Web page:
BOOK REVIEW: THE DOUBLE EAGLE
An engrossing combination of the story of a double cross, featuring two appealing characters, James Twinings novel "The Double Eagle" is a very entertaining read.
In the early years of his administration as he sought ways to overcome the Great Depression in the US, President Franklin Roosevelt recalled all gold coinage, in a banking maneuver designed to ease pressure on the US financial system. It's not necessary for the reader to understand the ins and outs of banking management, it's only necessary to understand that not all the coins were melted down. Several were kept to be displayed as museum pieces and kept under the highest security at Fort Knox. But what if someone realized that the coins had been stolen? What if there was an art thief whose trademark mode of operation seemed to indicate that he was involved? What if an FBI agent seeking to resurrect her career after a disastrous mistake in judgement was sent to track the thief? What if everyone involved were actually pawns in a larger game involving stolen art, clandestine sales, and the feeding of monstrous egos?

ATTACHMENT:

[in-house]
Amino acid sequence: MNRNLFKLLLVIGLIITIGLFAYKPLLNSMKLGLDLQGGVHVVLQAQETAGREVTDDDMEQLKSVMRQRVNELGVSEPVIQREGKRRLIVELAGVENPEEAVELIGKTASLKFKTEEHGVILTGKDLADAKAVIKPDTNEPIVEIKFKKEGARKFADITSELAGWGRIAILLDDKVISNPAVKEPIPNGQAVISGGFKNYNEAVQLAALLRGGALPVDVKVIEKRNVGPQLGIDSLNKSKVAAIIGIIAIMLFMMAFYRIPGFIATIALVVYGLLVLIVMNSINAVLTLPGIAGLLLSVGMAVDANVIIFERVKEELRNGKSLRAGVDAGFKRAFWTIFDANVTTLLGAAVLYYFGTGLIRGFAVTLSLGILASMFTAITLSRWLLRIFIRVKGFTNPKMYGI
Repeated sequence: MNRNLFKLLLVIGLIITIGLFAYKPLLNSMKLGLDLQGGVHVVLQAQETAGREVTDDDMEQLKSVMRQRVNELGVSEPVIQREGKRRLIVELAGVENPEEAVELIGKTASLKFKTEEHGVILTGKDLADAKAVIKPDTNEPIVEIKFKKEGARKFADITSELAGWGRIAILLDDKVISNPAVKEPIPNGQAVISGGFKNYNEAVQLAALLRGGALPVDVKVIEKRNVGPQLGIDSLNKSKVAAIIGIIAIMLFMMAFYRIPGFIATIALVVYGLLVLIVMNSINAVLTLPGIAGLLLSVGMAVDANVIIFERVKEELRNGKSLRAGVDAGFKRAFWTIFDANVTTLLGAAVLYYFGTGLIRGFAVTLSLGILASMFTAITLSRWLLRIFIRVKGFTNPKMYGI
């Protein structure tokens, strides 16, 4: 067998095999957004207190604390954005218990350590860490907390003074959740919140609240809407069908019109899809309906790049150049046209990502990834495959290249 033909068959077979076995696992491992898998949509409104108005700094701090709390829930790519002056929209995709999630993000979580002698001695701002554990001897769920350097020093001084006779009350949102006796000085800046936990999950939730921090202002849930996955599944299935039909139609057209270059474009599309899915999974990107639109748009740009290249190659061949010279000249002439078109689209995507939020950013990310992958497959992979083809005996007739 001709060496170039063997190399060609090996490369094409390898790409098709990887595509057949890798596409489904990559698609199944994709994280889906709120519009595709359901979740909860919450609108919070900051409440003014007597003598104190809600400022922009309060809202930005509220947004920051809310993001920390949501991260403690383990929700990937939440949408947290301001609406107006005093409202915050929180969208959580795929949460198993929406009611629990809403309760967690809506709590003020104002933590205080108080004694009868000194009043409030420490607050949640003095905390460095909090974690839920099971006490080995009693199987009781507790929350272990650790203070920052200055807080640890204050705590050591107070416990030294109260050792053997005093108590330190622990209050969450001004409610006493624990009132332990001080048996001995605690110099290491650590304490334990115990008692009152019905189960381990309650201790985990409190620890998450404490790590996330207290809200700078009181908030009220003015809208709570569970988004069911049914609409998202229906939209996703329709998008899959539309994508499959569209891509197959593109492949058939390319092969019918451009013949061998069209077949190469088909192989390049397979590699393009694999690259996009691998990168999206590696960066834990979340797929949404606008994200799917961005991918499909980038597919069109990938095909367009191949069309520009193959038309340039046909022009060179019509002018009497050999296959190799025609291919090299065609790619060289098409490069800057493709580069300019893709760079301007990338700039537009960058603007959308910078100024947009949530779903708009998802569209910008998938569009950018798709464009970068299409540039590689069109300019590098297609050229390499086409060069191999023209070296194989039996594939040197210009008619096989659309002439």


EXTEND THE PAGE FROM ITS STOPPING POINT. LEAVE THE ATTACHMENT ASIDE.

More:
Twining sets his stage with all the above scenarios, and the reader is off on a dangerous game of cat and mouse, moving from London, to Paris, to Amsterdam, to Istanbul. Tom Kirk, the thief who is seeking a path to end his criminal career; and Jennifer Browne, the FBI agent seeking resolution are first allowed to believe they are working in the right. But betrayal follows double cross follows jeopardy.
This is Twining's debut novel, and it's an excellent beginning. He leaves one or two loose ends, but the book jacket promises another book with the same characters, so perhaps not only the good guys will be back for another adventure!
REVIEWED BY WOODSTOCK
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